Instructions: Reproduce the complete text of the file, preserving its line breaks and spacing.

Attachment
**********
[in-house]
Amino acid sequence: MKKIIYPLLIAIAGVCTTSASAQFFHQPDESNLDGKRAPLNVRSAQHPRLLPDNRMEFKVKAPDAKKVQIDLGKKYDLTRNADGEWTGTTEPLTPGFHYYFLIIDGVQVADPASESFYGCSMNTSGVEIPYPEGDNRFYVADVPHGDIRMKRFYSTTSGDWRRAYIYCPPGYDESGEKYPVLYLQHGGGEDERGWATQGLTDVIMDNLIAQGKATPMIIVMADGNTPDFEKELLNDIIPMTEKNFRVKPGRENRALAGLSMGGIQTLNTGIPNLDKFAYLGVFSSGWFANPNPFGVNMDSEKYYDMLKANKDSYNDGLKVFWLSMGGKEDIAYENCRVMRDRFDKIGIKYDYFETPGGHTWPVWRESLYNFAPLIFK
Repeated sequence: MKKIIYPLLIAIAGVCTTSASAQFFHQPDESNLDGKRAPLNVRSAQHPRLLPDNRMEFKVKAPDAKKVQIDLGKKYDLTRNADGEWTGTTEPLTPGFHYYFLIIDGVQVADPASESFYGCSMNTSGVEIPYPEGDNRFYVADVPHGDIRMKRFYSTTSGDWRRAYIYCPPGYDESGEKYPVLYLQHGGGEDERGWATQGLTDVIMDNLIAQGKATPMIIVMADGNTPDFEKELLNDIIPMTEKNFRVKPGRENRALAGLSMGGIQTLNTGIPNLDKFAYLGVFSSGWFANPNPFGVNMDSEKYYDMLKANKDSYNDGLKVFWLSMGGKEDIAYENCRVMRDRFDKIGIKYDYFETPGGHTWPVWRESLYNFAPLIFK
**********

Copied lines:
[in-house]
Amino acid sequence: MKKIIYPLLIAIAGVCTTSASAQFFHQPDESNLDGKRAPLNVRSAQHPRLLPDNRMEFKVKAPDAKKVQIDLGKKYDLTRNADGEWTGTTEPLTPGFHYYFLIIDGVQVADPASESFYGCSMNTSGVEIPYPEGDNRFYVADVPHGDIRMKRFYSTTSGDWRRAYIYCPPGYDESGEKYPVLYLQHGGGEDERGWATQGLTDVIMDNLIAQGKATPMIIVMADGNTPDFEKELLNDIIPMTEKNFRVKPGRENRALAGLSMGGIQTLNTGIPNLDKFAYLGVFSSGWFANPNPFGVNMDSEKYYDMLKANKDSYNDGLKVFWLSMGGKEDIAYENCRVMRDRFDKIGIKYDYFETPGGHTWPVWRESLYNFAPLIFK
Repeated sequence: MKKIIYPLLIAIAGVCTTSASAQFFHQPDESNLDGKRAPLNVRSAQHPRLLPDNRMEFKVKAPDAKKVQIDLGKKYDLTRNADGEWTGTTEPLTPGFHYYFLIIDGVQVADPASESFYGCSMNTSGVEIPYPEGDNRFYVADVPHGDIRMKRFYSTTSGDWRRAYIYCPPGYDESGEKYPVLYLQHGGGEDERGWATQGLTDVIMDNLIAQGKATPMIIVMADGNTPDFEKELLNDIIPMTEKNFRVKPGRENRALAGLSMGGIQTLNTGIPNLDKFAYLGVFSSGWFANPNPFGVNMDSEKYYDMLKANKDSYNDGLKVFWLSMGGKEDIAYENCRVMRDRFDKIGIKYDYFETPGGHTWPVWRESLYNFAPLIFK